The dilemma: I had been caretaker of my mother for the many years she was alone after my father died. I have two brothers, an older one who was very helpful and the younger one who has been estranged from my parents since we were in our 30s.
Years ago, I helped my mother sell her house and invest the funds into some annuities and CDs to help pay for her lifestyle in a really nice care facility. Recently my mother passed away at age 87, and I feel good about how I was able to give her love and comfort and support in her elder years. The funeral was prepaid, and although she had a simple will leaving me in charge, I decided to split whatever money we had left among myself and two brothers. I thought that was fair.
Now my younger brother’s daughter has stepped in to demand her share of the inheritance. (She hasn’t been in my mother’s life very much, except when it was convenient for her.) I suggested that my brother, her father, share his with her, but she was after much more. She’s questioning where my mother’s jewelry went and all her furniture (it’s been gone for 7 years) and her car … also not around for all these years.
She’s making a big stink, causing some family members to question my actions, and they’re getting involved in the fight … except my older brother.
Meg, my mother gave me, her only daughter, her wedding band and some other pieces of jewelry when she went into the facility. She really didn’t have much. She gave her old car to my son, who was the best grandson, and furniture and dishes to my older brother’s kids. They were there and it gave her pleasure. This niece has been nowhere in sight. No calls or letters; just an occasional visit on her way to somewhere or on her way back.
Do I owe this girl anything? Is it my job? My mother never once asked me to give anything to her, as she’s been distant all these years. What is the protocol? I need to get through this with as much of the family intact as possible.
Meg’s solution: First of all, my condolences on your mother’s passing. It’s tough to lose a mother. And good job taking care of her. The name of the game is love, comfort and security when one gets older, and it sounds like your mother had all three.
I’m sorry there wasn’t more of a discussion with her attorney when doing her will so that her wishes were spelled out better. That’s always the best protection for the personal representative. But since she left the decisions to you, then I believe you had every right to decide what was fair. Kudos for cutting in your estranged brother. That was big of you. As to his child, it’s not your job to take care of her. Let her father be in charge of how or if he wants to include her in his part of the inheritance.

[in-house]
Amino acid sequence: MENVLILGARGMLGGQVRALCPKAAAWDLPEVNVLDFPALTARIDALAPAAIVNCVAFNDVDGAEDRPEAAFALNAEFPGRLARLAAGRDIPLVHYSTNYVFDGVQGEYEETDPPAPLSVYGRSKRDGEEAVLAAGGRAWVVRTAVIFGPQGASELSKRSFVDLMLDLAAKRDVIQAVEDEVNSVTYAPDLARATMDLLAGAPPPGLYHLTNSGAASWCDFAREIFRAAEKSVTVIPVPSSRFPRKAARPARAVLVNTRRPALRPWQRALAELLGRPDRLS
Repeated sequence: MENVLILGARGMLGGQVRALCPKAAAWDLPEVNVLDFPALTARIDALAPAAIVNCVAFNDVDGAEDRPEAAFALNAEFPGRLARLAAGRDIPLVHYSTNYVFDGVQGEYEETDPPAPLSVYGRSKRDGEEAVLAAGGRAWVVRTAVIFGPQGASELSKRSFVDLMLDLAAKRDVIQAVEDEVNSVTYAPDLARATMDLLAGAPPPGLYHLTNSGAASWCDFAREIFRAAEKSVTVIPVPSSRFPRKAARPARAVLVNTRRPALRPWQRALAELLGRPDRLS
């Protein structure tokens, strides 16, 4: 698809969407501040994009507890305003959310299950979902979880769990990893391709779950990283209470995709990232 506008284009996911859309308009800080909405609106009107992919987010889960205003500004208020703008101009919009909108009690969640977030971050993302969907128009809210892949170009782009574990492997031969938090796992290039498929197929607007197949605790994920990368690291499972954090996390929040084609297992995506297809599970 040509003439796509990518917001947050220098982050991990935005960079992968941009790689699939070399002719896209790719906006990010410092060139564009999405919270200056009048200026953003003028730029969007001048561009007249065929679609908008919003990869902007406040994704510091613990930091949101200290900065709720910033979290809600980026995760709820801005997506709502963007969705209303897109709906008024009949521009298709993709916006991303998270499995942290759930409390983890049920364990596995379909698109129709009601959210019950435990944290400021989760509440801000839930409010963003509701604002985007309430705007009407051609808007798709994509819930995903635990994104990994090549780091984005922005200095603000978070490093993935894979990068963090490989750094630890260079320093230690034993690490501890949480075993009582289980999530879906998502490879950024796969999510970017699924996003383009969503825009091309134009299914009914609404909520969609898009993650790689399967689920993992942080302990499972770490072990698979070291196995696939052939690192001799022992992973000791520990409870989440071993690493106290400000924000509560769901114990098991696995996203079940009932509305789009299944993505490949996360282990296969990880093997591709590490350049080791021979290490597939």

This is not a time to be bullied, and that’s just what your niece is trying to do. I would show her a copy of the will and tell her that legally, everything was done according to your mother’s wishes. Any gifts that were given before she passed was entirely her decision, not yours, and she can take it up with her Grandma when and if she meets up with her again.
Tell her it’s too bad she didn’t try to forge a relationship with Grandma while she was here and when it would have made a big difference to them both. Fight the bullying with guilt, although I doubt she will react with any shame. If you want to offer a small memento of your Mother’s to her to have and to hold, like a scarf or a personal trinket, do so, but it will surely go over like a lead balloon. She wants value, not sentiment.
As to the family getting involved, perhaps your mother’s lawyer can be available to shut down their concerns easier than you can. Call and ask him if he could help you to put this issue to rest. You have every right to do as you choose, since legally your mother assigned you that job.ext of question here.
Got a dilemma? Email firstname.lastname@example.org. Meg Green, CFP, is a wealth manager with offices in Aventura. Her Money Dilemmas column runs monthly in The Miami Herald.